Progress with #Teamsteam

Alix Kristiansen & team 

It is December and the first ducklings are starting to appear in the harbour!
This is only the start as the Logger ducks do not breed exactly at the same time. For instance, we believe that they are a month ahead on Bleaker Island. The pairs are also not at the same stage of breeding. Here in Stanley, we found 11 nests. Only one has reached the hatching phase. But of course, we cannot keep an eye on every pair, especially not those whose nest might be in someone’s garden. For those, we must wait for the parents to bring their chicks by the water.
The first month was dedicated to characterising habitats that housed breeding pairs. For that, the topography and vegetation were recorded which included factors such as cliffs, grass and ferns. Additional information including access to freshwater were also noted as this is a valuable resource to any seafarer. The goal is to develop a model strong enough to predict what a good habitat looks like. And how to check if it worked? Through breeding success! - which brings us back to habitat quality. If the pair is living in a favourable habitat with little predation, we expect a clutch between 6 to 8 eggs. If food is also plentiful, then the clutch should hatch with all the ducklings fledging. Otherwise, there should be some loss at the different stages of the breeding season.
Image left: Steamer duck nest found in November
Image above: Steamer duck ducklings © Heather Mathews
So far, we have successfully tagged 17 ducks. As we are the first to tag any individuals from the four species of Steamer duck, the data is ‘super cool’. The data collected have already told us that among the tagged birds, we unintentionally tagged a flying individual. This is clear from the fact that this duck spends most of its time by the Big Pond, on Bleaker Island. Life on freshwater is typical of the flying population while the flightless one thrives on the coastline. As such, each track reveals a fragment of the life of its owner, which makes it very exciting.
The last aspect of the research we are conducting, started with Sébastien and now Heather is the curation of a scat collection. It does not sound very appealing but is full of promise. This will be one way of looking at the Logger ducks’ diet. Two strategies are currently in place:  
1. Regular collection of scats from targeted breeding pairs. If any changes in the diet throughout the breeding season occurs, the collection should be able to capture it.
We are collecting scats from both individuals and their chicks when possible. As the chicks are going through a downy then a juvenile plumage, do they feed on the same items as their parents? If not, what do they forage on?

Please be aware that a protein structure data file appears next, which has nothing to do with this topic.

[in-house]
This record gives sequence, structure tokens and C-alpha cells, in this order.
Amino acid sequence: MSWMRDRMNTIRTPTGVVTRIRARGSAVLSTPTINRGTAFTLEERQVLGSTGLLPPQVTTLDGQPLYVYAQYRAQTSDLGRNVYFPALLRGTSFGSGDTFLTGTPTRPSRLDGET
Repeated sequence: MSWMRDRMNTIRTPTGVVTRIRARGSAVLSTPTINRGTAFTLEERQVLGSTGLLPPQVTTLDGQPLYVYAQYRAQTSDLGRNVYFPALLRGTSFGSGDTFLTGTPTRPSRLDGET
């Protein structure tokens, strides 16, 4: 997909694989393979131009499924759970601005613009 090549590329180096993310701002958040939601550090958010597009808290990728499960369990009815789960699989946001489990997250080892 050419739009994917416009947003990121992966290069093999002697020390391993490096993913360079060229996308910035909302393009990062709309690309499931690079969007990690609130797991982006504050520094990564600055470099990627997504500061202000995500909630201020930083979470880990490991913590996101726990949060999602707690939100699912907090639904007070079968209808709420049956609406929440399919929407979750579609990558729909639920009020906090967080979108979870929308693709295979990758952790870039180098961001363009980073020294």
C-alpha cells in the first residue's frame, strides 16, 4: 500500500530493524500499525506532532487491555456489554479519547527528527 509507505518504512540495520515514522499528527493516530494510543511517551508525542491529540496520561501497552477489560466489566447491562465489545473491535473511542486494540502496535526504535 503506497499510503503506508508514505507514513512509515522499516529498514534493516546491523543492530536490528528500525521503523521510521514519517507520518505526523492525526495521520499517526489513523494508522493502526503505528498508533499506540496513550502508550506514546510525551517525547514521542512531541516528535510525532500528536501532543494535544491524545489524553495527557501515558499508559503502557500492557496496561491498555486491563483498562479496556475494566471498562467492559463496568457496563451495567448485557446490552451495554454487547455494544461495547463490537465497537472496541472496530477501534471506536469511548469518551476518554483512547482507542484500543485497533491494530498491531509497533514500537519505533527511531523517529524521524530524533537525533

2. Opportunistic scat collection across the Falklands. We are grateful to collaborating researchers who sample scats for us. The collection currently comprises scats from New Island and Sea Lion Island. By getting as many scats from as many places possible, a Falkland-wide understanding of what the steamer ducks consume can be obtained.

Overall, these last couple of months were busy. And so will the remaining ones! However, the data collection for the different chapters of the PhD is going smoothly. The only thing we could wish is less wind and more sunny days. Summer is on its way, so we will see!
Sébastien Dupray
I had the chance of joining the Steamer Duck project at SAERI for a month. It has been a great experience for me, a first in the Falklands and hopefully not the last. The Falklands ecosystems didn’t cease to amaze me by their diversity of adaptations. Participating in the study of an endemic species, on the threshold of the flight adaptation loss was very interesting and insightful. I learned more about how to handle a waterfowl with great caution, and the possibilities and limits of studying them. I am very eager to see what will result from this study, and I do hope I will be able to come back next year for a new fieldwork season.

Heather Mathews
Just over a month ago I joined Alix’s Steam Team and sat on Bleaker Island. Sheltered from the wind, we celebrated the first year of her PhD candidature. Working with Alix for the rest of this field season, I’ve had the opportunity to settle into island life. While the sweeping landscapes and rugged outcrops are reminiscent of my home near Dartmoor in the UK, the Falklands’ unparalleled abundance of wildlife are a sight I wish never to take for granted. The fondness in which the Logger duck is regarded by the community, highlights the enigma that these birds inspire, and questions we hope to answer. It is a pleasure to work with this charismatic species and I am looking forward to following their progress over the next few months. I’ve thoroughly enjoyed working with Alix so far and am looking forward to what the next few months bring!

The game is a webbed-foot!

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Ross Road, Falkland Islands
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